Demonisation of claimants is a 'stain on our society', government told

By staff writers
January 8, 2013

Ministers' attempts to turn neighbour against neighbour in a bid to drive through the one per cent benefits cap are a "stain on our society", says the Public and Commercial Services Union (PCS).

The comments came in the wake of today's second reading in the House of Commons of the Benefits Uprating Bill, which has been widely condemned by charities and welfare experts.

MPs rejected an opposition bid to block the proposals by 328 votes to 262 after five hours of heated debate, with just four Liberal Democrats rebelling.

"It is a myth to say that welfare reform is about tackling worklessness. It is an assault on low income working families," said Labour MP Karen Buck during the Westminster debate.

Ian Mearns MP, who last month annoyed Work and Pensions Secretary Iain Duncan Smith by reading out a suicide note from a disabled constituent who had been taken off benefits, added: "This bill is another example of the government demonising and punishing the most vulnerable in our society."

Brighton Pavilion Green MP Caroline Lucas dubbed it "a means and miserable bill from a mean and miserable government."

Nothing in the benefits uprating bill debated by MPs today (8 January 2013) helps more people find work or increases low wages, says PCS - despite these being the best ways to reduce welfare spending.

The union, which represents 80,000 Department for Work and Pensions staff, "opposes all cuts to benefits and tax credits and utterly condemns the language used by politicians and sections of the media to describe people who rely on welfare support."

PCS says the country should be proud of the welfare state and the support it provides, and the government should be looking at how to improve it - including restoring the link between benefits and average wages, broken by the Conservatives in the 1980s, as well as paying people who are in work a living wage.

PCS also wants Labour should drop its "critical friend" approach to the coalition's welfare policy, and it is asking shadow ministers to speak up for people who are out of work as well as those receiving in-work benefits.

The comparison between benefits and wages is unfair and misleading, the union and many other critics point out. The main unemployment benefit has dramatically fallen in value from just under 21 per cent of average wages in 1979 to 11 per cent now. At 21 per cent, jobseekers allowance would be £135 a week today, instead of just £71.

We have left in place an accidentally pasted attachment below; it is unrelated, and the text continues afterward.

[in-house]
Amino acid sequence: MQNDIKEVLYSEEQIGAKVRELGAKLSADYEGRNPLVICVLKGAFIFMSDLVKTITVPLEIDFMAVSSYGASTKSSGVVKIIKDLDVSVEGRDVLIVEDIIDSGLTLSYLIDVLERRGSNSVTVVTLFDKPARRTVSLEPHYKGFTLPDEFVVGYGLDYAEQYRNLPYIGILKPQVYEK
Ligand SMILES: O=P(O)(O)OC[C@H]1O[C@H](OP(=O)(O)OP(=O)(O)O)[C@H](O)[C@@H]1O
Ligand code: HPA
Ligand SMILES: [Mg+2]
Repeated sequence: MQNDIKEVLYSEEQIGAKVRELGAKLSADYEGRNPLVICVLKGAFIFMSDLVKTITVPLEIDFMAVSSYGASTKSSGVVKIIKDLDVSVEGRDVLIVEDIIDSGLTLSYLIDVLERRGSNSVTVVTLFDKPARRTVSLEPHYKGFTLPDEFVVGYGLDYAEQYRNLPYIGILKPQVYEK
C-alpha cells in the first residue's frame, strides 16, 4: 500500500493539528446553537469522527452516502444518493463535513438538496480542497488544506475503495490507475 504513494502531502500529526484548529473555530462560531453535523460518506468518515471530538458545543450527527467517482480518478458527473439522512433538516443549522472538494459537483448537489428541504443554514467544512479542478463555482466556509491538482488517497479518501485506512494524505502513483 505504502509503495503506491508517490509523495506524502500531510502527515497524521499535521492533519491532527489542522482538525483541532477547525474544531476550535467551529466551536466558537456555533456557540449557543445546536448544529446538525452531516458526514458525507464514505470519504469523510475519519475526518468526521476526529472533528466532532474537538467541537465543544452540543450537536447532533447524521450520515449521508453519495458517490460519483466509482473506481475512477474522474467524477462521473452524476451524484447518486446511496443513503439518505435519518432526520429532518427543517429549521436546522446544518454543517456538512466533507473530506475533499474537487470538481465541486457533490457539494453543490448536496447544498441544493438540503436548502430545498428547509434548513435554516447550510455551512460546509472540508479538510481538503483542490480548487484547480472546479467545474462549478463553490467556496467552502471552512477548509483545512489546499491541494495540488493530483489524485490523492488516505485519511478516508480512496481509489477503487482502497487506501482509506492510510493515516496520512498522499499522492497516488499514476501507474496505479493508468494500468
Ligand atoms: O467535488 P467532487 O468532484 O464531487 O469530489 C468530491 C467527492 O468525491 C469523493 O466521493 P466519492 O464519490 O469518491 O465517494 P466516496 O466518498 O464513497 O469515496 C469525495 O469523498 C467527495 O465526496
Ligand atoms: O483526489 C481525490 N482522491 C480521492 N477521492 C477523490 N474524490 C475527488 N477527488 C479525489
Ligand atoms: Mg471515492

Capping unemployment benefit at one percent would mean a 71p a week increase, whereas a one per cent rise in the average UK wage equates to an extra £5.01 a week.

Meanwhile the cost of living is soaring. The average household weekly food bill increased by 7.3 per cent last year, according to consumer group Which?, and Department for Environment, Food and Rural Affairs economists estimate the average cost of a weekly shop will go up by 4 per cent a year until 2022 at least.

Gas and electricity prices have recently risen by up to nine per cent and rail fares have increased this month by four per cent.

PCS general secretary Mark Serwotka commented: "No one really believes this bill is a serious attempt to help our economy; it is simply another shameful attempt to punish people on low incomes for a crisis caused by the recklessness and greed of wealthy bankers."

He continued "The campaign to demonise people who are out of work, in an attempt to turn neighbour against neighbour, is a stain on our society and we should be proud of our welfare state and seek to improve it."

Other NGOs are reacting to the Benefit Uprating Bill (BUB) debate. Julia Unwin, Chief Executive of the Joseph Rowntree Foundation, said: “Today’s Bill is bad news for people living in poverty, whether they’re in work or out of work."

She continued: "Clearly, there are difficult decisions to be taken by Government, but Ministers’ opportunistic rhetoric on this issue is disturbing. Allowing today’s Bill to be presented as a choice between the ‘deserving and ‘underserving poor’ is both morally and economically wrong."

"As incomes fall and costs rise for people – whether they are in or out of work - we are at risk of entering a decade of destitution,” said Ms Unwin.

Matthew Reed, Chief Executive of The Children’s Society, said: "This bill will punish millions of children and families already struggling to make ends meet.

"Two-thirds of families affected – over six million – have children. As a result of today’s move, life will be harder for families from all walks of life, including 300,000 nurses and midwives, 150,000 primary school teachers and 40,000 members of the armed forces.

"Families already struggling to provide their children with food or a winter coat, or heat their homes are being pushed closer to the brink.

"Child poverty blights lives and is a scar on our society. Today’s ’hardship penalty’ punishes working families on low-incomes as well as those looking for work, paving the way to a rise in child poverty," he concluded.

* PCS:

* Joseph Rowntree Foundation:

* More about the Children's Society on Ekklesia:


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